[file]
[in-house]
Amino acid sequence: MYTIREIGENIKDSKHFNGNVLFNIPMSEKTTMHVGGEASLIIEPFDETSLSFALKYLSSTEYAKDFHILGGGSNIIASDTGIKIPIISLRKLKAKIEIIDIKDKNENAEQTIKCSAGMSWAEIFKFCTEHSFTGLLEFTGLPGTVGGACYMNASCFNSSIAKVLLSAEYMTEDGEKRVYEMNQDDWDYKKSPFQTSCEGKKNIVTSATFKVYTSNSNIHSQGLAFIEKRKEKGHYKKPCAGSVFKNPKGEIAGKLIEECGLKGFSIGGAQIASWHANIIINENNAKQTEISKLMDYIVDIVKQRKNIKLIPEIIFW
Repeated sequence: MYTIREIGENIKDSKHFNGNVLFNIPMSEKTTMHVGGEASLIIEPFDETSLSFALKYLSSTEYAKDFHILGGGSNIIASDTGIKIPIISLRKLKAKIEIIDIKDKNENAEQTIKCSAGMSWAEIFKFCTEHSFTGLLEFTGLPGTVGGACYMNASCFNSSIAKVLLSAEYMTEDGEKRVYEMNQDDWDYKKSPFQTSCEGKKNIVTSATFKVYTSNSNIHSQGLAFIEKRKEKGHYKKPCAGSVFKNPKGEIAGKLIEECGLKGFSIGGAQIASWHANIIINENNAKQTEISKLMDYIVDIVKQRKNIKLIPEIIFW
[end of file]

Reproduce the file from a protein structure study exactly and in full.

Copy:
[in-house]
Amino acid sequence: MYTIREIGENIKDSKHFNGNVLFNIPMSEKTTMHVGGEASLIIEPFDETSLSFALKYLSSTEYAKDFHILGGGSNIIASDTGIKIPIISLRKLKAKIEIIDIKDKNENAEQTIKCSAGMSWAEIFKFCTEHSFTGLLEFTGLPGTVGGACYMNASCFNSSIAKVLLSAEYMTEDGEKRVYEMNQDDWDYKKSPFQTSCEGKKNIVTSATFKVYTSNSNIHSQGLAFIEKRKEKGHYKKPCAGSVFKNPKGEIAGKLIEECGLKGFSIGGAQIASWHANIIINENNAKQTEISKLMDYIVDIVKQRKNIKLIPEIIFW
Repeated sequence: MYTIREIGENIKDSKHFNGNVLFNIPMSEKTTMHVGGEASLIIEPFDETSLSFALKYLSSTEYAKDFHILGGGSNIIASDTGIKIPIISLRKLKAKIEIIDIKDKNENAEQTIKCSAGMSWAEIFKFCTEHSFTGLLEFTGLPGTVGGACYMNASCFNSSIAKVLLSAEYMTEDGEKRVYEMNQDDWDYKKSPFQTSCEGKKNIVTSATFKVYTSNSNIHSQGLAFIEKRKEKGHYKKPCAGSVFKNPKGEIAGKLIEECGLKGFSIGGAQIASWHANIIINENNAKQTEISKLMDYIVDIVKQRKNIKLIPEIIFW